PREHENSILE TALES FROM THE REEF (3): SEAHORSING AROUND


Seahorse (Adam Rees / .Scuba Works)

PREHENSILE TALES FROM THE REEF (3): SEAHORSING AROUND

It’s Friday at last. It’s springtime. A spirit of benign goodwill is evident in the vicinity of Rolling Harbour. Seahorses are irresistible. Don’t even try to pretend they don’t make you smile. Hippocampophobia is an affliction that, as yet, has never been diagnosed in a human being – for whom fear of beards, clowns and the number 5 (quintaphobia) are known medical conditions. Immerse yourself with these little creatures – and then have a good weekend.

Seahorse (Adam Rees / Scuba Works)Seahorse (Adam Rees / Scuba Works)Seahorse (Adam Rees / Scuba Works)Seahorse (Adam Rees / Scuba Works)Seahorse (Adam Rees / Scuba Works)Seahorse (Adam Rees / Scuba Works)

All fantastic hippocampi photos: Adam Rees / Scuba Works

WONDERS OF THE DEEP: FROM SUBLIME TO… THE OTHER THING


Seahorse (Adam Rees / Scuba Works)

WONDERS OF THE DEEP: FROM SUBLIME TO… THE OTHER THING

Seahorse by Alex Konahin

It’s a statistically proven fact (and not, in any way, a ‘post-truth’ proposition) that no one has ever had a bad thing to say about seahorses. Indeed, some love them too much and consume them – see HERE for threats to seahorse populations in some areas of the world. 

Seahorse (Adam Rees / Scuba Works)

Sometimes they are easy to see. The header image shows an orange seahorse curling its tail round green weed on pink coral – hard to miss. Yet sometimes it may be quite difficult to see the little creatures against their chosen background.

Seahorse (Adam Rees / Scuba Works)

These guys are, I think, for their size among the most sublime of all underwater creatures. I use the word in the strict historical sense “of very great excellence or beauty, exalted, awe-inspiring, majestic, magnificent, glorious.” Not just to mean “nice”.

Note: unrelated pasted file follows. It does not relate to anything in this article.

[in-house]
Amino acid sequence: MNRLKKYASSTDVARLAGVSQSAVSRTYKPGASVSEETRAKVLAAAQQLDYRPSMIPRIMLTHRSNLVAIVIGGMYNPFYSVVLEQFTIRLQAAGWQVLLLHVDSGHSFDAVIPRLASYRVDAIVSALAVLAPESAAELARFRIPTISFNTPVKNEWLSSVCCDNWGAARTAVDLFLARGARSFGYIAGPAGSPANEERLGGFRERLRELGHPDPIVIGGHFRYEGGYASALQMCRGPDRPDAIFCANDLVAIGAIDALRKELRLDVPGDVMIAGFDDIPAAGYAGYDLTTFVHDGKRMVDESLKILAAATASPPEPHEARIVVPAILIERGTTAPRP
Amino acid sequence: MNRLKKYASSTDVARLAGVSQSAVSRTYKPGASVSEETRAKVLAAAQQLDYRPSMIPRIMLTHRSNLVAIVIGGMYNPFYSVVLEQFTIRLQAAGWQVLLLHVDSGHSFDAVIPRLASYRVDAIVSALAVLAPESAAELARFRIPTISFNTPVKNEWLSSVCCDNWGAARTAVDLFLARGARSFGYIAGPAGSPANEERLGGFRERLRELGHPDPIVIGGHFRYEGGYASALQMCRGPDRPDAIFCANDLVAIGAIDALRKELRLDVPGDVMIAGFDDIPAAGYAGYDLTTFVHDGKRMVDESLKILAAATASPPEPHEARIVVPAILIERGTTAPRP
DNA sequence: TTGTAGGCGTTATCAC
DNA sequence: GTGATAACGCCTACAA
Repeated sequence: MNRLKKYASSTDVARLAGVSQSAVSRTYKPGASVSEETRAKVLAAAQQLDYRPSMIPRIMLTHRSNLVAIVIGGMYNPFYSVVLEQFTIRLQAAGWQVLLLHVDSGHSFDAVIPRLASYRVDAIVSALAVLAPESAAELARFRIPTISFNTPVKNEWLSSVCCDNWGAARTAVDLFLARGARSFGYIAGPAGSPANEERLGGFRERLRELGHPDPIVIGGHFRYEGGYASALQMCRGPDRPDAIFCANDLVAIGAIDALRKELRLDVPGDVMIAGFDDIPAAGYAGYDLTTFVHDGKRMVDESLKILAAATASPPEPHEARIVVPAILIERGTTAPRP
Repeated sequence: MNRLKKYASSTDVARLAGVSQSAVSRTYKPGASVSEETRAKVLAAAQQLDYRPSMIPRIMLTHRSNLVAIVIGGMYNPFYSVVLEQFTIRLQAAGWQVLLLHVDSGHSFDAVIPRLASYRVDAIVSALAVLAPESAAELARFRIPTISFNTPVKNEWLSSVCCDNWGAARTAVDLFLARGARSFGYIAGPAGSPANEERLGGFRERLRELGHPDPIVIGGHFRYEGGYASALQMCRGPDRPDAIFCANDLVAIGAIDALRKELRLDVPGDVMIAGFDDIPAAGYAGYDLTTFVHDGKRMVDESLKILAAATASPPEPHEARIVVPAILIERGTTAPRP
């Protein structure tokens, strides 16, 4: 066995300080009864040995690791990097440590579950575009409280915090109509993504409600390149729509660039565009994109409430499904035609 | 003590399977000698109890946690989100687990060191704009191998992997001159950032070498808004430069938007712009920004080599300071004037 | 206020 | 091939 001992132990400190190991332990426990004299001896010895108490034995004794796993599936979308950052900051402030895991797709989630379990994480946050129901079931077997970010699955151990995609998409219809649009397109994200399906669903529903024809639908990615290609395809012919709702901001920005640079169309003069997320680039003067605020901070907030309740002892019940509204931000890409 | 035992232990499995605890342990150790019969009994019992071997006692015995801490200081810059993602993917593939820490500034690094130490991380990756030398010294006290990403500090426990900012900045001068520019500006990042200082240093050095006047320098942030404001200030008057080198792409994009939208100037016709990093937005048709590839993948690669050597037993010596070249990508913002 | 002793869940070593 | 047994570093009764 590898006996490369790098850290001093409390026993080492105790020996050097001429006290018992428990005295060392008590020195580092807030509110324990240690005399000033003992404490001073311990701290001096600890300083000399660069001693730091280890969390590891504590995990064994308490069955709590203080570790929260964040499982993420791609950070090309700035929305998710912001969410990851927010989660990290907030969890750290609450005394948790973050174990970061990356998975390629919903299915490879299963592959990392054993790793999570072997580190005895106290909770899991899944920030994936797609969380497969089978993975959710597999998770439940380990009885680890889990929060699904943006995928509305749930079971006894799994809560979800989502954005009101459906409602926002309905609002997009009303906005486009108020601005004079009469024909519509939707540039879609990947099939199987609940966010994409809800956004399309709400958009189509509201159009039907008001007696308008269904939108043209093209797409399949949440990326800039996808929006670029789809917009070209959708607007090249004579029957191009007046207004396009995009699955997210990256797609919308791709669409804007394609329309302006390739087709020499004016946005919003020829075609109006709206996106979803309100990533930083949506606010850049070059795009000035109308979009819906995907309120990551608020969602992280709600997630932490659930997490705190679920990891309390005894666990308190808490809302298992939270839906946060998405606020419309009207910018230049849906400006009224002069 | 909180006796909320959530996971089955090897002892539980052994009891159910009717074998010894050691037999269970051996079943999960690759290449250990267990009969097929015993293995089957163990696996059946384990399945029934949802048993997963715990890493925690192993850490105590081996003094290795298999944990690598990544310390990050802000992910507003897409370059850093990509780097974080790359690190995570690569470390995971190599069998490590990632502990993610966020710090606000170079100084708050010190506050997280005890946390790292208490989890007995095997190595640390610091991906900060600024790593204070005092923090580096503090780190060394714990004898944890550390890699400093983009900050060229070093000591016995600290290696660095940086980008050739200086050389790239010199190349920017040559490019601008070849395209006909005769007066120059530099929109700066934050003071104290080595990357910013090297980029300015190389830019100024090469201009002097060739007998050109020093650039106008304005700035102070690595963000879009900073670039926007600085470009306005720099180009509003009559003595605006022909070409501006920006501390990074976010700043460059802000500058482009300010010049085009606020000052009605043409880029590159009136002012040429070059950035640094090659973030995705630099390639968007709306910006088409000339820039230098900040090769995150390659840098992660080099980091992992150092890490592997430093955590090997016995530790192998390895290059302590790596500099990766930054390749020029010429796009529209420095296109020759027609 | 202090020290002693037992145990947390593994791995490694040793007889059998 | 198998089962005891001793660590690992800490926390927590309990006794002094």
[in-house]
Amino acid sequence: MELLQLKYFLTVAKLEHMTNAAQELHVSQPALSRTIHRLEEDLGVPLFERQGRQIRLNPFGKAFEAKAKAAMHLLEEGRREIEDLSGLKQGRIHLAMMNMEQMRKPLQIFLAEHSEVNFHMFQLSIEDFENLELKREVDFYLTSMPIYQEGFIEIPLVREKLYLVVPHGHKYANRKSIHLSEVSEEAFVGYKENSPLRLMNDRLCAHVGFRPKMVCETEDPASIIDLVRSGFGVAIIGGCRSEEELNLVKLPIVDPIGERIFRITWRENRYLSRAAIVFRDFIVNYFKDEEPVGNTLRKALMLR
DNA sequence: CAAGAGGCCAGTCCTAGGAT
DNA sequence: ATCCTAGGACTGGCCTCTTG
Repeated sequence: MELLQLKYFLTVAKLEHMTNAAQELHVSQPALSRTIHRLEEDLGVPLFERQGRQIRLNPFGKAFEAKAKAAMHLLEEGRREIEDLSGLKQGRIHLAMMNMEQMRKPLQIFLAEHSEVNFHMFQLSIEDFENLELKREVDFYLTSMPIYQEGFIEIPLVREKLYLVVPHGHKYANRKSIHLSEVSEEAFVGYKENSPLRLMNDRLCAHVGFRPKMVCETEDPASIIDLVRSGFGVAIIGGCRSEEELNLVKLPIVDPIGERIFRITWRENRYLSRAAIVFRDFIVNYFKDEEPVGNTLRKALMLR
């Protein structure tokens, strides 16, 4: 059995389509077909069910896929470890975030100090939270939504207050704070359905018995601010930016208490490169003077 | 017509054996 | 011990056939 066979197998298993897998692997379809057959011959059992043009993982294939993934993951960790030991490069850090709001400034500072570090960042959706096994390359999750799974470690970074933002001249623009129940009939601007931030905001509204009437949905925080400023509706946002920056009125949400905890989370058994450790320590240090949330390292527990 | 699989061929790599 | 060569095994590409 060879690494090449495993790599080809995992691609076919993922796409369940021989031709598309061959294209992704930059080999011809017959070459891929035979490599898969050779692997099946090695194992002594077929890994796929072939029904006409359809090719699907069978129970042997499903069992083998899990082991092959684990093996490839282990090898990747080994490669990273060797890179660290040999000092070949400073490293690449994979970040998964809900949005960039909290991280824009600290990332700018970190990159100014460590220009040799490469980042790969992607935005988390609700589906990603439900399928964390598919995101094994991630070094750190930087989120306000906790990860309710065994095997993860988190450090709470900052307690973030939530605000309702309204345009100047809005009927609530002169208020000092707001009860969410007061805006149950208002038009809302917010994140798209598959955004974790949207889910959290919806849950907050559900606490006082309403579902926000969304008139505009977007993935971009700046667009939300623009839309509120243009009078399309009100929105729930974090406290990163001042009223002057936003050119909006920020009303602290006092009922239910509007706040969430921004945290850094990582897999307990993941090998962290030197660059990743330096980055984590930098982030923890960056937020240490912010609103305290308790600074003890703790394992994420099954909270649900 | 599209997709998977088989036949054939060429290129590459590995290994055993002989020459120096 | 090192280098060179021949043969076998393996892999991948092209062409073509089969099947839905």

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In contrast, there are some undersea creatures that inspire… not awe exactly, but maybe an amused respect that so wonderful and bizarre a creature can exist in our oceans, in some cases only a few feet below the surface. Here are two examples of what I mean.

Batfish (Adam Rees / Scuba Works)

This is a BATFISH. It was an early shoo-in for my “WTF? (What’s that Fish?)” series, and you can read all about them and their ways HERE. Of all the creatures I have featured on this blog, this is by some distance the oddest…

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…except for its companion in oddness, the FROGFISH. This was next in the WTF? series, and the creature is, if anything, even stranger. You can read all about these critters HERE, where you will learn inter alia about their superpowers – any one of which you might like to have yourself. There are plenty of photos, and videos too.

FROGFISH SUPERPOWERS

  • Invisibility Cloak
  • Irresistible (and, to their prey, Fatal) Attraction
  • Buoyancy Control
  • Shapeshifting

Frogfish (Adam Rees / Scuba Works) 

I do not court controversy, recognising that people following this site, or maybe stumbling across it by mistake and lingering, reach their views on natural history from different directions. But these strange and fascinating species exist and thrive in their own particular and ingenious ways – it doesn’t really matter how or why they are as they are. The bats and the frogs are high in the list of the least conventional of undersea creatures, and if they are not exactly sublime in a seahorse sense, can we just agree that they are awesome?

Frogfish (Adam Rees / Scuba Works) 

Photo Credits: Adam Rees / Scuba Works; Melinda Riger; Alex Konahin (seahorse gif)

Seahorse (Bahamas) 4 ©Melinda Riger @G B Scuba Long-nosed Batfish Wiki Frogfish Hunting (Adam Rees : Scuba Works)

PREHENSILE TALES FROM THE REEF (2): HIPPOCAMPI


Seahorse (© Adam Rees / Scuba Works)

PREHENSILE TALES FROM THE REEF (2): HIPPOCAMPI

It is a statistical fact that no one in the world – not even the meanest despot or cruellest tyrant – fails to love seahorses. It would be fair to add that in certain parts of the world, some people love them too much. In more than 65 countries. To the tune of an estimated 150 million a year that are used in the ‘traditional medicine’ trade. An attrition rate that is unsustainable in the long or even the medium term – with the bleak consequence that it won’t be long before people must look elsewhere for their source for Genital Tonic Pills.